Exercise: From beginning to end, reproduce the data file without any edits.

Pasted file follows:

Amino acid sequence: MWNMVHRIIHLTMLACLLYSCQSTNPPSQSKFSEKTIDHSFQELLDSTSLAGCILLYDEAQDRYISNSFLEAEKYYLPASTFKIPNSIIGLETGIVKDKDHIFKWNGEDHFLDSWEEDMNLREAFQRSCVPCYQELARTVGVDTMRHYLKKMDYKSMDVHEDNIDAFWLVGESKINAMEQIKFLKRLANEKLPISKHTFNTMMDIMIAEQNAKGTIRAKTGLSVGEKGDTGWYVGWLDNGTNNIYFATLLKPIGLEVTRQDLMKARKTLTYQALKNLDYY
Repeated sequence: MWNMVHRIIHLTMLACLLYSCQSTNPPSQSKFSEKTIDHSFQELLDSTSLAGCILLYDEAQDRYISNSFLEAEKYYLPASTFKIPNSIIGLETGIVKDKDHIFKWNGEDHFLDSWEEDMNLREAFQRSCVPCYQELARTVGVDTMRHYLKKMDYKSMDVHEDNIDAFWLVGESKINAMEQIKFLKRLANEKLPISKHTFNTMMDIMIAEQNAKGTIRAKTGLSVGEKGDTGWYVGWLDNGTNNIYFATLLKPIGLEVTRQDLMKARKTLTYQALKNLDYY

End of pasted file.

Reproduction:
Amino acid sequence: MWNMVHRIIHLTMLACLLYSCQSTNPPSQSKFSEKTIDHSFQELLDSTSLAGCILLYDEAQDRYISNSFLEAEKYYLPASTFKIPNSIIGLETGIVKDKDHIFKWNGEDHFLDSWEEDMNLREAFQRSCVPCYQELARTVGVDTMRHYLKKMDYKSMDVHEDNIDAFWLVGESKINAMEQIKFLKRLANEKLPISKHTFNTMMDIMIAEQNAKGTIRAKTGLSVGEKGDTGWYVGWLDNGTNNIYFATLLKPIGLEVTRQDLMKARKTLTYQALKNLDYY
Repeated sequence: MWNMVHRIIHLTMLACLLYSCQSTNPPSQSKFSEKTIDHSFQELLDSTSLAGCILLYDEAQDRYISNSFLEAEKYYLPASTFKIPNSIIGLETGIVKDKDHIFKWNGEDHFLDSWEEDMNLREAFQRSCVPCYQELARTVGVDTMRHYLKKMDYKSMDVHEDNIDAFWLVGESKINAMEQIKFLKRLANEKLPISKHTFNTMMDIMIAEQNAKGTIRAKTGLSVGEKGDTGWYVGWLDNGTNNIYFATLLKPIGLEVTRQDLMKARKTLTYQALKNLDYY